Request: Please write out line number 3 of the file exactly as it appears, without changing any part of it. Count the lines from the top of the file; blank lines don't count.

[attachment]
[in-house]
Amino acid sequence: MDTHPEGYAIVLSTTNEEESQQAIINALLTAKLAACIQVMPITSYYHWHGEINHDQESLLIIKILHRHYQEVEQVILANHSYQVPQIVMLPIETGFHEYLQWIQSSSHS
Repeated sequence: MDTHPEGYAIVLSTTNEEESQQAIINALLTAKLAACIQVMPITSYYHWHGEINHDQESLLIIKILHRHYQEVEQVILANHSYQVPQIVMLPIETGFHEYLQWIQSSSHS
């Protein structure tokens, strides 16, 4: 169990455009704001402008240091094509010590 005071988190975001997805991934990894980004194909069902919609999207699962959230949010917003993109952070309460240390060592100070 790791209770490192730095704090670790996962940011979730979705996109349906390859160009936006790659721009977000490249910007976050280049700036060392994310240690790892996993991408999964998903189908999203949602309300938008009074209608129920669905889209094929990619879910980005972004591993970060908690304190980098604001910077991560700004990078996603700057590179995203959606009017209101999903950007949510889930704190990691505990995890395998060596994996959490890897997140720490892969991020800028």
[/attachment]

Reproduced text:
Repeated sequence: MDTHPEGYAIVLSTTNEEESQQAIINALLTAKLAACIQVMPITSYYHWHGEINHDQESLLIIKILHRHYQEVEQVILANHSYQVPQIVMLPIETGFHEYLQWIQSSSHS